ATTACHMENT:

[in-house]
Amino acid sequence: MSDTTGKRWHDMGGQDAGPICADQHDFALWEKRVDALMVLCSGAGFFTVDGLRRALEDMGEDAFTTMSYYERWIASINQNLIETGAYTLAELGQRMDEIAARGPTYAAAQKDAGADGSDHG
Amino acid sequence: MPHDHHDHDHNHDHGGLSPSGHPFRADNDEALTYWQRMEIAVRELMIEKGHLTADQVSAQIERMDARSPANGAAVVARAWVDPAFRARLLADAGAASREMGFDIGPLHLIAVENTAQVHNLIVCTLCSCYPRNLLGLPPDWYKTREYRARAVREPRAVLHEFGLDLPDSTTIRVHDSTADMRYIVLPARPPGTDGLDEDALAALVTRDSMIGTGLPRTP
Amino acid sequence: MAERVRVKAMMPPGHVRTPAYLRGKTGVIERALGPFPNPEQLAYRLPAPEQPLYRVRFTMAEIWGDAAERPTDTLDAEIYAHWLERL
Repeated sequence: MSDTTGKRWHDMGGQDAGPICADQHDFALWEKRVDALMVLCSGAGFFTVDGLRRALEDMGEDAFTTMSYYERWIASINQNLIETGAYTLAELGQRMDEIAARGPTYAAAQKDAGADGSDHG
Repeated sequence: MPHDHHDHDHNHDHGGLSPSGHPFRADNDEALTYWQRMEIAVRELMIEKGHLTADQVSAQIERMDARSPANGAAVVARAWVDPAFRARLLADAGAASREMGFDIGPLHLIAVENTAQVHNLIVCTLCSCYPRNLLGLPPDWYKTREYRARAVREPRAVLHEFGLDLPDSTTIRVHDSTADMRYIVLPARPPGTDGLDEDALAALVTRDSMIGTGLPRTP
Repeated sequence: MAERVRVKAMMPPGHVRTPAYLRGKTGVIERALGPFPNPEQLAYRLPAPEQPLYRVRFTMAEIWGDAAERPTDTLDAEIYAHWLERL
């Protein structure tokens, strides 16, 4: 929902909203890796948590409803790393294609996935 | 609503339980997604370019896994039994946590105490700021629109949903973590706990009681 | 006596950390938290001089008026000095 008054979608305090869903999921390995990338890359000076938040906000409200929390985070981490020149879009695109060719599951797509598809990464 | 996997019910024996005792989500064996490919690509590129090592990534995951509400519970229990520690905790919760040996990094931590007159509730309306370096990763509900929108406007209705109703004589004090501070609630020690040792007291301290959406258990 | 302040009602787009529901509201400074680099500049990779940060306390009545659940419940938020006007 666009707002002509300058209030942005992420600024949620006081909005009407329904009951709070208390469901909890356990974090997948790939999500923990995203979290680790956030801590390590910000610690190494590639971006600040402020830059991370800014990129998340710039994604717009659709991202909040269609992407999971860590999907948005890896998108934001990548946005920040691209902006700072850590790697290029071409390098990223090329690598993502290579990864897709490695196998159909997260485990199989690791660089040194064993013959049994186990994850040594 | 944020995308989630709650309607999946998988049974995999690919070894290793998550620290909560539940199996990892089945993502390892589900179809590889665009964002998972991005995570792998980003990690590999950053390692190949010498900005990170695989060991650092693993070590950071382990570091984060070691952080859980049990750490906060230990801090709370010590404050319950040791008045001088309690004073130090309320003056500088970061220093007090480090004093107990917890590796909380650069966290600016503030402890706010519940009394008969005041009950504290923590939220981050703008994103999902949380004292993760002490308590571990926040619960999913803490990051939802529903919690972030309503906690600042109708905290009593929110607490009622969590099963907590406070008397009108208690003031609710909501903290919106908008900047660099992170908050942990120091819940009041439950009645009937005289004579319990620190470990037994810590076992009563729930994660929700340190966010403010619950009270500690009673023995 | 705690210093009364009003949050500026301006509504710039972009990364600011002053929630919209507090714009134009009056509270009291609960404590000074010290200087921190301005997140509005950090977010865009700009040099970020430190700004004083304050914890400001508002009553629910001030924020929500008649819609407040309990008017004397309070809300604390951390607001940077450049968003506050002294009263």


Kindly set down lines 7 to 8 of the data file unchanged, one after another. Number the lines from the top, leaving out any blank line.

Repeated sequence: MAERVRVKAMMPPGHVRTPAYLRGKTGVIERALGPFPNPEQLAYRLPAPEQPLYRVRFTMAEIWGDAAERPTDTLDAEIYAHWLERL
């Protein structure tokens, strides 16, 4: 929902909203890796948590409803790393294609996935 | 609503339980997604370019896994039994946590105490700021629109949903973590706990009681 | 006596950390938290001089008026000095 008054979608305090869903999921390995990338890359000076938040906000409200929390985070981490020149879009695109060719599951797509598809990464 | 996997019910024996005792989500064996490919690509590129090592990534995951509400519970229990520690905790919760040996990094931590007159509730309306370096990763509900929108406007209705109703004589004090501070609630020690040792007291301290959406258990 | 302040009602787009529901509201400074680099500049990779940060306390009545659940419940938020006007 666009707002002509300058209030942005992420600024949620006081909005009407329904009951709070208390469901909890356990974090997948790939999500923990995203979290680790956030801590390590910000610690190494590639971006600040402020830059991370800014990129998340710039994604717009659709991202909040269609992407999971860590999907948005890896998108934001990548946005920040691209902006700072850590790697290029071409390098990223090329690598993502290579990864897709490695196998159909997260485990199989690791660089040194064993013959049994186990994850040594 | 944020995308989630709650309607999946998988049974995999690919070894290793998550620290909560539940199996990892089945993502390892589900179809590889665009964002998972991005995570792998980003990690590999950053390692190949010498900005990170695989060991650092693993070590950071382990570091984060070691952080859980049990750490906060230990801090709370010590404050319950040791008045001088309690004073130090309320003056500088970061220093007090480090004093107990917890590796909380650069966290600016503030402890706010519940009394008969005041009950504290923590939220981050703008994103999902949380004292993760002490308590571990926040619960999913803490990051939802529903919690972030309503906690600042109708905290009593929110607490009622969590099963907590406070008397009108208690003031609710909501903290919106908008900047660099992170908050942990120091819940009041439950009645009937005289004579319990620190470990037994810590076992009563729930994660929700340190966010403010619950009270500690009673023995 | 705690210093009364009003949050500026301006509504710039972009990364600011002053929630919209507090714009134009009056509270009291609960404590000074010290200087921190301005997140509005950090977010865009700009040099970020430190700004004083304050914890400001508002009553629910001030924020929500008649819609407040309990008017004397309070809300604390951390607001940077450049968003506050002294009263």